9 best cold chain practices you should be doing now

9 best cold chain practices to implement

In the last decade, cold chain logistics have become more complex than ever. Regulatory requirements are more difficult to satisfy, and the demand for food is increasing rapidly.  It is imperative for decision-makers to follow best practices to decrease loss, as well as scale operations based on current and increasing demand.

Consumers have also become increasingly picky about the food they consume, preferring to know of its origin. They are also willing to pay more for the “farm-to-table” approach instead of frozen produce.

As a logistics provider, how do you grow along with the demand, minimize risk, and satisfy logistic requirements?

Below are some of the best practices we at Post Harvest recommend to maximise and run a successful supply chain. 

9 cold chain practices you should be doing now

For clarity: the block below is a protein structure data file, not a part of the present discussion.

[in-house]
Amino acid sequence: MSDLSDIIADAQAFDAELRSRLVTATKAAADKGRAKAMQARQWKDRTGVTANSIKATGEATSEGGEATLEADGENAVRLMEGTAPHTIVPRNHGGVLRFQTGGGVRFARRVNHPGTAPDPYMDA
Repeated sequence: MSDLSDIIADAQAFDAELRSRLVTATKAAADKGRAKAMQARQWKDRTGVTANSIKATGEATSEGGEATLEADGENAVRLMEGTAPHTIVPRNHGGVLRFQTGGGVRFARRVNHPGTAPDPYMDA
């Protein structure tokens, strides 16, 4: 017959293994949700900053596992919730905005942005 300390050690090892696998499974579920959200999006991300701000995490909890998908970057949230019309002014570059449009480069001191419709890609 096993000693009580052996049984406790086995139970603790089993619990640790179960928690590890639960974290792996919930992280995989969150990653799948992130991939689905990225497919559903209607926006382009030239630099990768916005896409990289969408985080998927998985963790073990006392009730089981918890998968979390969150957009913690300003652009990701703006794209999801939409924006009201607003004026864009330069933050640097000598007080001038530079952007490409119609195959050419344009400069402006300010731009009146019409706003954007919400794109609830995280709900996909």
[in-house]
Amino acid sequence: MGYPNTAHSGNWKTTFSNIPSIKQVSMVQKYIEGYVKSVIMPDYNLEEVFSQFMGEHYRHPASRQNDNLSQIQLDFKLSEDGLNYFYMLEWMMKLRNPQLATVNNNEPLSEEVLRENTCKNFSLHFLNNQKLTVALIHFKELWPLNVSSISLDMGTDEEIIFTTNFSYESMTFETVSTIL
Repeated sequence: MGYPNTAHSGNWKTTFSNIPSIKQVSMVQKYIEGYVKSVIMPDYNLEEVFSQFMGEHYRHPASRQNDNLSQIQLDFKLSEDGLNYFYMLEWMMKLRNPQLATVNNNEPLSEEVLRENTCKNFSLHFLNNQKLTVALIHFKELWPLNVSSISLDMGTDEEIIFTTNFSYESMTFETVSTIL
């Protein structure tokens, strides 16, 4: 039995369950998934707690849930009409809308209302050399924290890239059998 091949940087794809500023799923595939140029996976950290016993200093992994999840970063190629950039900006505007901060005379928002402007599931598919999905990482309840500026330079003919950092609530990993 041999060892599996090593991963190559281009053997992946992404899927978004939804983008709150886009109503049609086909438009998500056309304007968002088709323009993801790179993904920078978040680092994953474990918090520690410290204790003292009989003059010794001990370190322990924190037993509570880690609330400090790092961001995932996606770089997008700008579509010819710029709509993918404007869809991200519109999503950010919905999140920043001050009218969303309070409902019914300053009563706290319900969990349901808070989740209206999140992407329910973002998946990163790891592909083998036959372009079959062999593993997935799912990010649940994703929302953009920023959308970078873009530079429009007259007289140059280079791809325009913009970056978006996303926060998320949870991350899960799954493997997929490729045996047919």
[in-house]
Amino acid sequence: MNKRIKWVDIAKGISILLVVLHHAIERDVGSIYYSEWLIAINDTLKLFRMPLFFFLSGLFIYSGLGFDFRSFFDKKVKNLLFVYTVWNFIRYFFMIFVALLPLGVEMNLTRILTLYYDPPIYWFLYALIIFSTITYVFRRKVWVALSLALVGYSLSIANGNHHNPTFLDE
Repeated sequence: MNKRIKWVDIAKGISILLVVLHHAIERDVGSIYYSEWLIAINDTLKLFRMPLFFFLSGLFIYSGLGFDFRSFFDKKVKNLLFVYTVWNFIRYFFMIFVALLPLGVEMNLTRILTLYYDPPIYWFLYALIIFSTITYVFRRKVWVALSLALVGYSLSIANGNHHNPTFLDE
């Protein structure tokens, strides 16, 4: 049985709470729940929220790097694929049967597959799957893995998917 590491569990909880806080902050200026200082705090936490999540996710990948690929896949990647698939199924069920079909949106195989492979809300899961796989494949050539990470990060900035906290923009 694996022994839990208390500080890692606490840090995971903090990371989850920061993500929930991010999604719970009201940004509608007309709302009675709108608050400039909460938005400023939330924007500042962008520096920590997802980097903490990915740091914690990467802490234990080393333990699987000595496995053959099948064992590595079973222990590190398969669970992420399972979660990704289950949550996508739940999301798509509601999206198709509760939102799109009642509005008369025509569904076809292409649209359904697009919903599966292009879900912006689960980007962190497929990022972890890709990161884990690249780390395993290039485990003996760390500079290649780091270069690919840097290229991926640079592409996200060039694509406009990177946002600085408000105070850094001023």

1. Proper shipment preparations
2. Ensuring the "cold" in the cold chain
3. The correct choice of packaging
4. Maintaining SOP's globally
5. Smarter cost management
6. Investing in technology
7. Building skilled teams
8. Continuous compliance
9. Leveraging artificial intelligence

1) Proper Shipment Preparation

Before you begin sending your products through your supply chain, it is imperative to understand the chemical and biological characteristics as well as the shelf life of your products. Most are in a temperature-sensitive range that they require for freshness.

The majority of cold chain equipment has been designed to maintain temperatures at specific levels and does not shift the shipment to the required temperature. Cooling systems must be employed, to ensure that temperatures are maintained and monitored along-side the produce being shipped. This helps with total quality management across the cold chain.

A fact well known, fresh fruit and vegetables can be finicky. One small slip and your produce can begin to omit ethylene, which in turn can begin to affect and spoil the other produce within its container, which results in further food loss. We recommend that for optimal post-harvest handling, all cool rooms should have temperature readings, humidity, CO2, and ethylene levels monitored as well.